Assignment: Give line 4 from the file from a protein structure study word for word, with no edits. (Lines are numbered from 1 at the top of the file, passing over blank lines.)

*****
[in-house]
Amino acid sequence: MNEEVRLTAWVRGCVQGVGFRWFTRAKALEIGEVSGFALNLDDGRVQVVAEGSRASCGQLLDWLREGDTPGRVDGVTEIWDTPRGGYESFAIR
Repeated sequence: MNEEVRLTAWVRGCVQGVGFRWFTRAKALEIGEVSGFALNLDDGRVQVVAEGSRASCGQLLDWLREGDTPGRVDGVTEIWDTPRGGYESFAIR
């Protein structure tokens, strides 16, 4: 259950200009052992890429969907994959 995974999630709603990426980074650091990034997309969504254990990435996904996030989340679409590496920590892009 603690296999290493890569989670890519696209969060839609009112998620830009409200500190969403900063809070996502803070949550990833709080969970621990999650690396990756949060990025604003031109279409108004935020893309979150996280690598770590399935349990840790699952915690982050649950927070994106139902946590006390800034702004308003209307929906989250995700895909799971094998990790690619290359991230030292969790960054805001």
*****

């Protein structure tokens, strides 16, 4: 259950200009052992890429969907994959 995974999630709603990426980074650091990034997309969504254990990435996904996030989340679409590496920590892009 603690296999290493890569989670890519696209969060839609009112998620830009409200500190969403900063809070996502803070949550990833709080969970621990999650690396990756949060990025604003031109279409108004935020893309979150996280690598770590399935349990840790699952915690982050649950927070994106139902946590006390800034702004308003209307929906989250995700895909799971094998990790690619290359991230030292969790960054805001």